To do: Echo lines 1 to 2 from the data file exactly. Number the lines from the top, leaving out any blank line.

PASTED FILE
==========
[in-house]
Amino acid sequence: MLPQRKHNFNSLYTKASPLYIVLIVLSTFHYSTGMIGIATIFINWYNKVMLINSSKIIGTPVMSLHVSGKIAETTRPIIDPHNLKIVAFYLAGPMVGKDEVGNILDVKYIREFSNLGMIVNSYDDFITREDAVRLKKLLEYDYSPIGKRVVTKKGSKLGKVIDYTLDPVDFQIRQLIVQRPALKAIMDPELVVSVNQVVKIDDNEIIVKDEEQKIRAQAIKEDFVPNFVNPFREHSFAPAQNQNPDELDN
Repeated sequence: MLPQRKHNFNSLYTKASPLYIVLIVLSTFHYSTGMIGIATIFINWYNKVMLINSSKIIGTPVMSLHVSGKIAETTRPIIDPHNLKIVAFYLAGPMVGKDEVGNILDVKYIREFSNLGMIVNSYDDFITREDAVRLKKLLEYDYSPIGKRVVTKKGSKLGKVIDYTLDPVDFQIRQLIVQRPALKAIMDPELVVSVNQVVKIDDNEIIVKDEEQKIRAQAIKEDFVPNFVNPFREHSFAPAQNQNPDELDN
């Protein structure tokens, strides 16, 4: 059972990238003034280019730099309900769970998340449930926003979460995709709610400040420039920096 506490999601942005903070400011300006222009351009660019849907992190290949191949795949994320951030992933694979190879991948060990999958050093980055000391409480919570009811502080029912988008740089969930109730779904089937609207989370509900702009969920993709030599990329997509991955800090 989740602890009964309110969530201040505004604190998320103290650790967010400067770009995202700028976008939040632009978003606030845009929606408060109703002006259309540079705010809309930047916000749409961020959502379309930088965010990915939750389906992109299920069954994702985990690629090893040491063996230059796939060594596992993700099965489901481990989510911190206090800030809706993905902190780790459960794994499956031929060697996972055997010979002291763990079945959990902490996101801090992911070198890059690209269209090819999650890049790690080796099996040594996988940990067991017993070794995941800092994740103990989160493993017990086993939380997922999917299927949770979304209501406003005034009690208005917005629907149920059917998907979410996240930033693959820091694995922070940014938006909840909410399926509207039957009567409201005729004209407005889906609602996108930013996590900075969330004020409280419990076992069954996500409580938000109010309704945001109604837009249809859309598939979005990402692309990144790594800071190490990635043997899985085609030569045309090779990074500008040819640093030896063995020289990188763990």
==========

[in-house]
Amino acid sequence: MLPQRKHNFNSLYTKASPLYIVLIVLSTFHYSTGMIGIATIFINWYNKVMLINSSKIIGTPVMSLHVSGKIAETTRPIIDPHNLKIVAFYLAGPMVGKDEVGNILDVKYIREFSNLGMIVNSYDDFITREDAVRLKKLLEYDYSPIGKRVVTKKGSKLGKVIDYTLDPVDFQIRQLIVQRPALKAIMDPELVVSVNQVVKIDDNEIIVKDEEQKIRAQAIKEDFVPNFVNPFREHSFAPAQNQNPDELDN